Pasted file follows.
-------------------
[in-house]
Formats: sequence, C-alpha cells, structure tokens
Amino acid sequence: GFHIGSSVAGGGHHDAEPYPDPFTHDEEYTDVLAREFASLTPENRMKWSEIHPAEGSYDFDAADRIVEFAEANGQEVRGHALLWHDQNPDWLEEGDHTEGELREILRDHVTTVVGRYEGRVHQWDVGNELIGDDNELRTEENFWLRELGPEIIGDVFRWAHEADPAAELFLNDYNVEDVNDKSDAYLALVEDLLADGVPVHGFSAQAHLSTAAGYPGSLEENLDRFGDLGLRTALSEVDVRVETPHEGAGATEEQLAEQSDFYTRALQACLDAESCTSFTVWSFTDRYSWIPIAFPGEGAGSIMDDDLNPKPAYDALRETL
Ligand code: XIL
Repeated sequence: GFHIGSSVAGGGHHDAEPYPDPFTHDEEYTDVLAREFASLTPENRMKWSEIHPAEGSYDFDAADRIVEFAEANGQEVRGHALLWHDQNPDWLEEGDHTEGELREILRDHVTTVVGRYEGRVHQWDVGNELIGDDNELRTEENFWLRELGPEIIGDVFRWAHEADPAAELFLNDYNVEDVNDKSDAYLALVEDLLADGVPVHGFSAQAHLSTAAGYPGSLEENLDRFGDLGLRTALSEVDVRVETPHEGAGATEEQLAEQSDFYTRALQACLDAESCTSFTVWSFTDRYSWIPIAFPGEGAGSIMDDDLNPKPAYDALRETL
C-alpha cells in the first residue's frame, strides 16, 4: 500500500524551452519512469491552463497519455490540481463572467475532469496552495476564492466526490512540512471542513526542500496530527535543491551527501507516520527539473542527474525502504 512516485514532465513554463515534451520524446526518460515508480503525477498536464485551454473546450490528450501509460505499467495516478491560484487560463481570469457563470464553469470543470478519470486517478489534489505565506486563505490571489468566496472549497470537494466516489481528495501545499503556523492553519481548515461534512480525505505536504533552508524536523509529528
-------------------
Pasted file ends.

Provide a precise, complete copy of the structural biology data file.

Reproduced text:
[in-house]
Formats: sequence, C-alpha cells, structure tokens
Amino acid sequence: GFHIGSSVAGGGHHDAEPYPDPFTHDEEYTDVLAREFASLTPENRMKWSEIHPAEGSYDFDAADRIVEFAEANGQEVRGHALLWHDQNPDWLEEGDHTEGELREILRDHVTTVVGRYEGRVHQWDVGNELIGDDNELRTEENFWLRELGPEIIGDVFRWAHEADPAAELFLNDYNVEDVNDKSDAYLALVEDLLADGVPVHGFSAQAHLSTAAGYPGSLEENLDRFGDLGLRTALSEVDVRVETPHEGAGATEEQLAEQSDFYTRALQACLDAESCTSFTVWSFTDRYSWIPIAFPGEGAGSIMDDDLNPKPAYDALRETL
Ligand code: XIL
Repeated sequence: GFHIGSSVAGGGHHDAEPYPDPFTHDEEYTDVLAREFASLTPENRMKWSEIHPAEGSYDFDAADRIVEFAEANGQEVRGHALLWHDQNPDWLEEGDHTEGELREILRDHVTTVVGRYEGRVHQWDVGNELIGDDNELRTEENFWLRELGPEIIGDVFRWAHEADPAAELFLNDYNVEDVNDKSDAYLALVEDLLADGVPVHGFSAQAHLSTAAGYPGSLEENLDRFGDLGLRTALSEVDVRVETPHEGAGATEEQLAEQSDFYTRALQACLDAESCTSFTVWSFTDRYSWIPIAFPGEGAGSIMDDDLNPKPAYDALRETL
C-alpha cells in the first residue's frame, strides 16, 4: 500500500524551452519512469491552463497519455490540481463572467475532469496552495476564492466526490512540512471542513526542500496530527535543491551527501507516520527539473542527474525502504 512516485514532465513554463515534451520524446526518460515508480503525477498536464485551454473546450490528450501509460505499467495516478491560484487560463481570469457563470464553469470543470478519470486517478489534489505565506486563505490571489468566496472549497470537494466516489481528495501545499503556523492553519481548515461534512480525505505536504533552508524536523509529528